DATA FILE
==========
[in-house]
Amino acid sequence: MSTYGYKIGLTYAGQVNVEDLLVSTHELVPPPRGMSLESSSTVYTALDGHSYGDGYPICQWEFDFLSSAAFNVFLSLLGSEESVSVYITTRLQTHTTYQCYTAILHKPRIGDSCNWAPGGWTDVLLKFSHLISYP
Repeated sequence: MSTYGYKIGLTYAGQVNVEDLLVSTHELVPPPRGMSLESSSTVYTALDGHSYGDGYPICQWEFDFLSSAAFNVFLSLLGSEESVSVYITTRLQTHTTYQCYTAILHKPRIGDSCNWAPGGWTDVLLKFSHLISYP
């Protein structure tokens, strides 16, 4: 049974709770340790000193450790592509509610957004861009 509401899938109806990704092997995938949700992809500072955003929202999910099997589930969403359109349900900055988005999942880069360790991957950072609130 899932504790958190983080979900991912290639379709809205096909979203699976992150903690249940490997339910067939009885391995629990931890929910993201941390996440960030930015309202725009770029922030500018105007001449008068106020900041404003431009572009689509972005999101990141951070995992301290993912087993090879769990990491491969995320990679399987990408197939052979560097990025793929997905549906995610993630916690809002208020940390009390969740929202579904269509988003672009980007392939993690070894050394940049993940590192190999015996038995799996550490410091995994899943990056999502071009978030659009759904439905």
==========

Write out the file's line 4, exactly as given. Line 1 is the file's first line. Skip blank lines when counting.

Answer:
């Protein structure tokens, strides 16, 4: 049974709770340790000193450790592509509610957004861009 509401899938109806990704092997995938949700992809500072955003929202999910099997589930969403359109349900900055988005999942880069360790991957950072609130 899932504790958190983080979900991912290639379709809205096909979203699976992150903690249940490997339910067939009885391995629990931890929910993201941390996440960030930015309202725009770029922030500018105007001449008068106020900041404003431009572009689509972005999101990141951070995992301290993912087993090879769990990491491969995320990679399987990408197939052979560097990025793929997905549906995610993630916690809002208020940390009390969740929202579904269509988003672009980007392939993690070894050394940049993940590192190999015996038995799996550490410091995994899943990056999502071009978030659009759904439905």